A barrier to trade?The Office of the U.S. Trade Representative calls South Korea’s law requiring manufacturers and importers of chemical substances to register and comply with annual reporting requirements a technical barrier to trade.
In its recently published “National Trade Estimate on Foreign Trade Barriers,” it said the law, which took force on Jan. 1, raises concerns about the high cost of complying with the registration and reporting requirements, as well as the “potential release of sensitive business information.”
Domestic manufacturers have also been critical of the act, which demands all companies dealing with chemical substances and those involved in the manufacturing, import and sale of more than 1 ton per year to register, report and be evaluated by authorities. The act was part of efforts to toughen the control of toxic materials. But registration of each material will cost companies from thousands to millions of dollars. Some of their classified technology and materials could also be leaked in the process.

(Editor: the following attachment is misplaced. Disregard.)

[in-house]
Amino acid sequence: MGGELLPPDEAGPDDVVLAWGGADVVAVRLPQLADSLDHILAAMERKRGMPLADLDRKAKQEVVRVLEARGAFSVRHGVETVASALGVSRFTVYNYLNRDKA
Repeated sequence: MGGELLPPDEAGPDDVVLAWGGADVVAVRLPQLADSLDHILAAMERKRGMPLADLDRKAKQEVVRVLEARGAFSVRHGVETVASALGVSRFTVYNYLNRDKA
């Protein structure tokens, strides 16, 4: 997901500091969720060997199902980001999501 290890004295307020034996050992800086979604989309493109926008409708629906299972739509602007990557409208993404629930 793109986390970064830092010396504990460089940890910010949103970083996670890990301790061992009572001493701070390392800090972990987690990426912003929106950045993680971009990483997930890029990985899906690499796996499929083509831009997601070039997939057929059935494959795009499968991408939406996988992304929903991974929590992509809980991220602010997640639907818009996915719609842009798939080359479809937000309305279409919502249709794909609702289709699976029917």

Citing a need for greater transparency and the government’s failure to set aside time for comment on the new law, the USTR requested Korea notify the World Trade Organization (WTO) of the new law and said it will engage with Korean authorities “as appropriate,” raising the possibility of a trade conflict. It could take action if it determines that the interests of any of the U.S. companies that run factories in South Korea, such as DuPont or Dow Chemical, could be hurt by the regulation. Washington has been sensitive about the act ever since Seoul began working on it in 2011. It also expressed concerns in previous reports in 2013 and 2014.
But it pushed the matter further this year, demanding Korea report the law to the WTO and provide additional time for commentary from interested parties before implementation.
The Ministry of Industry, Trade, and Energy maintains that there is little possibility of trade friction with the United States over the law.
But it should give further thought and pay more attention if local and overseas chemical and pharmaceutical companies are vocal in criticizing the law.
Excessive regulations can choke companies in terms of the costs and manpower needed to comply with them and possibly kill their competitiveness. Regardless of what Washington has said, the government should re-examine the regulation to weigh the downsides against the merits for the interests of local industry.
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